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Editorial: A nation divided

A quick look at a map of the 2012 election results shows a familiar scene. Roughly 150 years ago, the nation was divided among eerily similar lines. This year’s red states versus blue states line up the way the Northern and Confederate states did leading up to the Civil War. Is America repeating its own history?

Most people believe that the Civil War was based entirely on the battle over slavery. It’s not their fault, that is what they are taught. Government schools have done a fantastic job of glossing over history in a self-serving way. Who would ever side with fighting against a strong centralized government when it’s reduced to racism? As long as sympathizing with the South is countered with sympathizing with slavery, no one will ever question the true motives of the Civil War.

Luckily, there have been those who have exposed the deeper meaning of the Civil War, namely the Tribune’s own Mike Scruggs, with his book The Un-Civil War. The first few pages of which teaches you more about the Civil War than you learn your entire life in public schools. The main theme, which they conveniently leave out, is the battle over states’ rights. For those unfamiliar with the Constitution, it is known as the 10th Amendment.

The 10th Amendment simply states: “The powers not delegated to the United States by the Constitution, nor prohibited by it to the States, are reserved to the States respectively, or to the people.”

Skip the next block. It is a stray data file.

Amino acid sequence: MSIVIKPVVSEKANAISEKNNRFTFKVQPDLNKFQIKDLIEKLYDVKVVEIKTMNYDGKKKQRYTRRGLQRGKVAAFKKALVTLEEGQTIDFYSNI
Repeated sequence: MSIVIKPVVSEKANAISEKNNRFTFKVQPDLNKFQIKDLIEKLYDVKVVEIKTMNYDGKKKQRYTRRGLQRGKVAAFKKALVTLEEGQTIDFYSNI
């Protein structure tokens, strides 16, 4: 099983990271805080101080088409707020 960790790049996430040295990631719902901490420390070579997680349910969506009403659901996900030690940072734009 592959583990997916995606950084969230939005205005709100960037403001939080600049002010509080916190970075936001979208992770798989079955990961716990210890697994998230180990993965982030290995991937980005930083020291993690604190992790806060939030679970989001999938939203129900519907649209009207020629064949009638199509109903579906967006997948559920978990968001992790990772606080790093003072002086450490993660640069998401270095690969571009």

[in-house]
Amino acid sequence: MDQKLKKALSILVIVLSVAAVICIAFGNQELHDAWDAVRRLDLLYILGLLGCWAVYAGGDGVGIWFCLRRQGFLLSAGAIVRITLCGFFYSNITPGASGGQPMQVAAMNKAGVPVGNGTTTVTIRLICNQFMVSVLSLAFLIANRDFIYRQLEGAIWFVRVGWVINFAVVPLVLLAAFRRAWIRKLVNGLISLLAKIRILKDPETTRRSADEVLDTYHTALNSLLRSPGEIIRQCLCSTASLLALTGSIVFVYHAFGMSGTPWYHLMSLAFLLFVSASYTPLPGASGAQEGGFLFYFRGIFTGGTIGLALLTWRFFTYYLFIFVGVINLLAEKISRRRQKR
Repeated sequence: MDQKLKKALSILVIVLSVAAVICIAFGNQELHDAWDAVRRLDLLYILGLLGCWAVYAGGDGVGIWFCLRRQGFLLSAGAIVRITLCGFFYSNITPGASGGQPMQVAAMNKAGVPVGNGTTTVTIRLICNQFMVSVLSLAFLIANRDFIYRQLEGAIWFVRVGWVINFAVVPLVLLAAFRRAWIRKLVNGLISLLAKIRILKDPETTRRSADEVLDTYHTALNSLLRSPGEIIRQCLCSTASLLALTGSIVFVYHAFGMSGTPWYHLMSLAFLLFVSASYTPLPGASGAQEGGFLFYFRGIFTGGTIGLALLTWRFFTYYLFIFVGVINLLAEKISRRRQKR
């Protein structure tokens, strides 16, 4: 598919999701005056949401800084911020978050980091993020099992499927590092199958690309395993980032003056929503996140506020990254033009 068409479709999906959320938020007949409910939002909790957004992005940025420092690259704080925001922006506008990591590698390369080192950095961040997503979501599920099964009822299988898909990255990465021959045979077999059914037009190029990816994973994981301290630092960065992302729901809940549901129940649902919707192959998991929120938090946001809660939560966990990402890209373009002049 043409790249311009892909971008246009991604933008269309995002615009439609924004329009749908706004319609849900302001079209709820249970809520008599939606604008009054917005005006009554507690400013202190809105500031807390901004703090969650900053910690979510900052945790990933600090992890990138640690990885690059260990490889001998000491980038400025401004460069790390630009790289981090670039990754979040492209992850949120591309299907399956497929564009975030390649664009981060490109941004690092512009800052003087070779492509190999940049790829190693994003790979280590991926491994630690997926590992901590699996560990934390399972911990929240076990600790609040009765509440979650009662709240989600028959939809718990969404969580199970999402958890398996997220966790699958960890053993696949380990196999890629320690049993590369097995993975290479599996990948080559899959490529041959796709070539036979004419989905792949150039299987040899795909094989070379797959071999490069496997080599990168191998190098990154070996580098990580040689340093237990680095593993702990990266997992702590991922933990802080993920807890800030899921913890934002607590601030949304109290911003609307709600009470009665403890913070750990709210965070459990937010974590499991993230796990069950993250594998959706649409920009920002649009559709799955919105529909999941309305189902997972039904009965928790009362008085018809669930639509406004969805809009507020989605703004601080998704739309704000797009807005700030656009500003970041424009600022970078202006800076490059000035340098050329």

During the time leading up to the Civil War, the centralized American government was claiming powers not given to them explicitly through the Constitution, therefore infringing on the rights of the sovereign states. The South stood up, said that you don’t have the right to do this within the Constitution we adopted, so we are declaring our own independence and nullifying our agreement.

Fast-forward to modern day America. On a daily basis, Washington D.C. creates its own powers. The president single-handedly creates amnesty for illegals through executive orders. The largest taxation ever levied, Obamacare, is imposed on America not only infringing on states’ rights, but the religious freedom of those opposed to such things as contraceptives and the “morning after” pill.

It is no surprise then that the nation finds itself divided once again. The Southern states yet again stood up to an all-powerful centralized government. Those red states attempted to rebuke such infringements of their rights listed above. The blue states voted to increase the power of the government. The nation is not divided between political parties, but between those who uphold the Constitution and those wishing to bend it to suit their own wishes.

All of this is not to say America is on the path to another war with itself. However, it should show that America can very easily destroy itself. Some Americans want to stand up for freedom and the founding documents. Others want to make America into their own modernized vision. It is a dangerous precedent if the Constitution changes meanings with each generation instead of being a set of truths to keep America on a steadfast path of freedom.

The coming years will be very telling. As more and more Americans are oppressed through taxation and an infringement of their Constitutional rights, the nation will further divide. No matter the outcome, one adage stands true, that those unaware of history are doomed to repeat it. A selective telling of our own Civil War might lead us down that very path again.

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